scan0003But it is not Nine in fruitful mode that is represented by the diagram we find accompanying the Hermit in tarot decks such as those favored by Papus. (See right.) Here the central triangle is inverted. Only when all three triangles are upright does the energy denoted by the number 9 flow unhindered on the material plane. Were all three triangles standing on their apexes a most injurious figure would be produced, a figure wherein the whole of 9’s positive energy was turned back upon itself. Two triangles so positioned would describe a less severe, but still extremely thorny, state of affairs.

In the diagram associated with the Hermit only one triangle is reversed. The top- and bottom-most triangles are upright, the central triangle alone being upside down; but as it is sandwiched between two upright triangles, its power to damage, disrupt or cause chaos is mercifully diminished. It therefore mirrors the card’s meaning, “Someone is seeking to harm you, but the spitefulness at work against you will fail”, encompassing all similar delineations along the lines of “Trickery and lying from which the inquirer is protected.” As ever, though, the context is all-important. Even an upright Hermit laying between the Moon and the 10 of Swords can take on a negative connotation, the whole sequence predicting loss of goods or reputation (10 Swords) through the underhand dealings of others (Moon plus Hermit). But in other circumstances, the Hermit may denote nothing more than a blip, the evil designs of others thwarted by the inquirer’s vigilance or overturned by the hand of Fate herself before any real harm has been done.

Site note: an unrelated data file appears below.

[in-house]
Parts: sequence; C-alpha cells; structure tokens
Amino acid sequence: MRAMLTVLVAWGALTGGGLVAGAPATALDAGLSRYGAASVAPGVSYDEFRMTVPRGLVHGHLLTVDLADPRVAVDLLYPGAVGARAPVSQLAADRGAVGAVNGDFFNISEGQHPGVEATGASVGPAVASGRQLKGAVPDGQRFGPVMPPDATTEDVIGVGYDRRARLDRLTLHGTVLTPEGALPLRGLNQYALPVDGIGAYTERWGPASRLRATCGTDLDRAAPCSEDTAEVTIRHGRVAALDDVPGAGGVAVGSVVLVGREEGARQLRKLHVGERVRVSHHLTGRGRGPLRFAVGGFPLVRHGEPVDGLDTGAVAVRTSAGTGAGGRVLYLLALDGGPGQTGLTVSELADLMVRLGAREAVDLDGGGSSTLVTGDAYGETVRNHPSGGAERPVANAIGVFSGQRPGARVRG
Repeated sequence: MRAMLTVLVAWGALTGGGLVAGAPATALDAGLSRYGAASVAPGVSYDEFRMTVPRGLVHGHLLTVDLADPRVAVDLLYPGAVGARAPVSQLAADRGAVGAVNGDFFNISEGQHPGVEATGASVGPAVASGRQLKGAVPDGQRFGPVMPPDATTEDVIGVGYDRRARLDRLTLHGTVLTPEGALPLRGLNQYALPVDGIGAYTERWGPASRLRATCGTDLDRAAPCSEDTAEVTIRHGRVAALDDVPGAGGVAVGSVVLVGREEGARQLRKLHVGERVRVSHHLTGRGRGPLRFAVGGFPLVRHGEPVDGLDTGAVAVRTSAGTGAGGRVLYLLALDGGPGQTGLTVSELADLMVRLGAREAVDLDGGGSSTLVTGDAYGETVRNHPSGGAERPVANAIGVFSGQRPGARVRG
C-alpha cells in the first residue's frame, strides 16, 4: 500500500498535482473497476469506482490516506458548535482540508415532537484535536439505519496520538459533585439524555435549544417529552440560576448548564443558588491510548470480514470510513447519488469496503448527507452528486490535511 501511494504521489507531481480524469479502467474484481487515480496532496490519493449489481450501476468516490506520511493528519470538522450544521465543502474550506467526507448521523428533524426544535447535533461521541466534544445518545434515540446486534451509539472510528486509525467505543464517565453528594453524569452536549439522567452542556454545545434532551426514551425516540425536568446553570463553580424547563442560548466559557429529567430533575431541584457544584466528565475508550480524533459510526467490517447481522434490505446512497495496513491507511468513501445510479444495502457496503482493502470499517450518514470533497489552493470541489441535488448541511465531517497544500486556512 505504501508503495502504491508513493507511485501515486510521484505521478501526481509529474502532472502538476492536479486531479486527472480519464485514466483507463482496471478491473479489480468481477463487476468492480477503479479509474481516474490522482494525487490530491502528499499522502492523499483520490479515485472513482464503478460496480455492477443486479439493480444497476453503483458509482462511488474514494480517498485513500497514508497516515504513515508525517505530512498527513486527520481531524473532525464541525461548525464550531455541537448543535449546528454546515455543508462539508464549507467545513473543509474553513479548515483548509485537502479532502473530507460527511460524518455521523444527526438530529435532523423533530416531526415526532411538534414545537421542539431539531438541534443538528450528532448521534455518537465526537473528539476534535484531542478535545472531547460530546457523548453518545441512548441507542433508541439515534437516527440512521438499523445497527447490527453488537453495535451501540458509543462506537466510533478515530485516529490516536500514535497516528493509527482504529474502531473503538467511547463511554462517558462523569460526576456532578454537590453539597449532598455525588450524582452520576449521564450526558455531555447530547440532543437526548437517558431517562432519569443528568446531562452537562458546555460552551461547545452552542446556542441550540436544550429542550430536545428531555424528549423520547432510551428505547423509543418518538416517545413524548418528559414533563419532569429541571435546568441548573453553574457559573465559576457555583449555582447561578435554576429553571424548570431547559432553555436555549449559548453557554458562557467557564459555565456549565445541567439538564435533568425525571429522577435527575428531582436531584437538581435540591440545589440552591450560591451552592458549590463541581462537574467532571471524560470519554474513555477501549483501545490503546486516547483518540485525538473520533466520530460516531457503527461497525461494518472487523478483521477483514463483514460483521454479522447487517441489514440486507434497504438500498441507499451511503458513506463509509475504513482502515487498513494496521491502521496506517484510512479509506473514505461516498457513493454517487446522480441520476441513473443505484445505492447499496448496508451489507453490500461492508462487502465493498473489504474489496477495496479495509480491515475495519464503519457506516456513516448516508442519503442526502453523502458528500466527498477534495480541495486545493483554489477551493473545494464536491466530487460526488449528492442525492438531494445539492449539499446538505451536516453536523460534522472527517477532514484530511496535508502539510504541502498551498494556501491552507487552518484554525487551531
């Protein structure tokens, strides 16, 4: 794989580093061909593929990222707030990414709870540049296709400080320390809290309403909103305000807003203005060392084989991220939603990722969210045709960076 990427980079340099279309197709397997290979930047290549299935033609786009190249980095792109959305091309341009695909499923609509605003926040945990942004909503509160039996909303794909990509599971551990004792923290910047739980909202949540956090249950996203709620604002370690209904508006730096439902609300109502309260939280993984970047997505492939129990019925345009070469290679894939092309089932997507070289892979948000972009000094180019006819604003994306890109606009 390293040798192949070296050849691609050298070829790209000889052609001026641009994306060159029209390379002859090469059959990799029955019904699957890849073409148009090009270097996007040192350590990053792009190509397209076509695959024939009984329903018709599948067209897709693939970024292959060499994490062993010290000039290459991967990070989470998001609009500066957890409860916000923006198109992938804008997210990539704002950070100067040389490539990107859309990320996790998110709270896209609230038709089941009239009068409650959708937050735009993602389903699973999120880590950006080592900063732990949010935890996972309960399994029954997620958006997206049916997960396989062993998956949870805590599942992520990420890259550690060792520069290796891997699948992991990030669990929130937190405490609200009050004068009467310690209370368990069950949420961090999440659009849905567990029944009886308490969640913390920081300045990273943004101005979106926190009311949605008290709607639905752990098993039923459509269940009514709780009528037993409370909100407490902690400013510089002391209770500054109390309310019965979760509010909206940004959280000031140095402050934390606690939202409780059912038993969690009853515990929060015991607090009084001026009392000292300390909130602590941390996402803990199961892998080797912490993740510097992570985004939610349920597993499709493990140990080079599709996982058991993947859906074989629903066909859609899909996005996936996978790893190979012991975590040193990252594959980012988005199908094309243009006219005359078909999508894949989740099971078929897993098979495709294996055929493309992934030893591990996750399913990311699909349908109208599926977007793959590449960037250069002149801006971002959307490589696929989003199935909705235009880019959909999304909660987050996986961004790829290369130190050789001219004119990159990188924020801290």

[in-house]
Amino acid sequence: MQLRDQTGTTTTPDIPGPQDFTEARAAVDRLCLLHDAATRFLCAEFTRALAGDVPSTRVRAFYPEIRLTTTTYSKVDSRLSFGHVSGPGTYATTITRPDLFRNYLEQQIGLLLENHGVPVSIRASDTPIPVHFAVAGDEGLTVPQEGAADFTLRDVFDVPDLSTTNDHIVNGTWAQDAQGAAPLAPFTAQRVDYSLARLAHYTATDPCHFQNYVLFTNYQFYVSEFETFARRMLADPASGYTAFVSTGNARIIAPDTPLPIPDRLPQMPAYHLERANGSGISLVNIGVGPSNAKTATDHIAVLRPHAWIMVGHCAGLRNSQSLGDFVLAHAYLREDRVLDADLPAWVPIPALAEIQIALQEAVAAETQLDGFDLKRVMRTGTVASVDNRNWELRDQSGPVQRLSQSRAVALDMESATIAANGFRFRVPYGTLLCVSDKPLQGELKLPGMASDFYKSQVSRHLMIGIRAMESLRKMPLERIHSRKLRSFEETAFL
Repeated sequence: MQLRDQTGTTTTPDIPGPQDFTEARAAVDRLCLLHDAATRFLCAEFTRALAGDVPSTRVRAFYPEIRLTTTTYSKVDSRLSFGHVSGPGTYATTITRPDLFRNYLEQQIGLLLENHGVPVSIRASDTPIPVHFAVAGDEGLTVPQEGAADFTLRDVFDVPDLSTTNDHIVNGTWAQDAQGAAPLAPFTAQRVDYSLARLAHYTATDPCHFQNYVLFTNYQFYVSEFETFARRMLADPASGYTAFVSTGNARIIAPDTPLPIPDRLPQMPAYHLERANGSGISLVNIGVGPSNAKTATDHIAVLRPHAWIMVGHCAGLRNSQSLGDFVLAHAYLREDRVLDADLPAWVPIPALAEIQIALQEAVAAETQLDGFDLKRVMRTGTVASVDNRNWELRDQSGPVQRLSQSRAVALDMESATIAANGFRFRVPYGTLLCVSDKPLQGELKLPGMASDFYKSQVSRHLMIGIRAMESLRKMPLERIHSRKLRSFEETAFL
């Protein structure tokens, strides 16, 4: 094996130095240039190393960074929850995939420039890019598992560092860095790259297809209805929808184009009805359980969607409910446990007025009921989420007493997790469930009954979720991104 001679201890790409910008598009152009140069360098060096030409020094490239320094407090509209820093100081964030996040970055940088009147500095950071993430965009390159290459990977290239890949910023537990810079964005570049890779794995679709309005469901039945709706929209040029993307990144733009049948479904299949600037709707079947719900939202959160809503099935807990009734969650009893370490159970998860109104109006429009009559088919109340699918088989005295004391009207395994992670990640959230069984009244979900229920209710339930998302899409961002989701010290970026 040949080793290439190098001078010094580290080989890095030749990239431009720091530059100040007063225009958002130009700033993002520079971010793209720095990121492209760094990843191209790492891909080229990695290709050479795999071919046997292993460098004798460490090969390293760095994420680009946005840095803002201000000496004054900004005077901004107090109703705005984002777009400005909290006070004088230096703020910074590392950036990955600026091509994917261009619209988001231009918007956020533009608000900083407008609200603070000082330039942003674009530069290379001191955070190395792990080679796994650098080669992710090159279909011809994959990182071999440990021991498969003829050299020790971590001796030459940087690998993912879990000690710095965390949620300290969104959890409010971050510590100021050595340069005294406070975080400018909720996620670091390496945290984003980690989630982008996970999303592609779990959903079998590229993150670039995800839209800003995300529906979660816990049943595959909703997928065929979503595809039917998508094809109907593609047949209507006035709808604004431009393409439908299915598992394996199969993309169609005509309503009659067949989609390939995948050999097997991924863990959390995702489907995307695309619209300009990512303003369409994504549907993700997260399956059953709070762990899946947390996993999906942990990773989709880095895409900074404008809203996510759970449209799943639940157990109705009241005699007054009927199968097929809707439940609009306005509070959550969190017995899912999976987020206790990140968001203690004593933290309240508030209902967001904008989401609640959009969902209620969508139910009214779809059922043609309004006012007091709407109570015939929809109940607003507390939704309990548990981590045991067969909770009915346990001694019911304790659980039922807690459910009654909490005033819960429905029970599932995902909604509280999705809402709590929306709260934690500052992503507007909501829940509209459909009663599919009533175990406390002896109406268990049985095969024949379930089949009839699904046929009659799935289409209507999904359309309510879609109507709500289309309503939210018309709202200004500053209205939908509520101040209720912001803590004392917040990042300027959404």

In the Knapp-Hall tarot (see the fourth Hermit card above), the artist surrounds the sage unequivocally with the darkness of ignorance, but he presents a novel geometric representation of the number 9, namely a Pentagram (5) within a Square (4). The symbol resonates to the Hermit as a combination of High Priest and Supreme Monarch, Trumps 5 and 4. While this is a true representation, esoterically, of an initiate of the Grade Exempt Adapt, this geometric arrangement is rarely seen outside of instructional papers in the safe-keeping of certain schools of the Western Mystery Tradition. As it bears no relation to tarot reading as it is customarily performed, I shall say no more about it.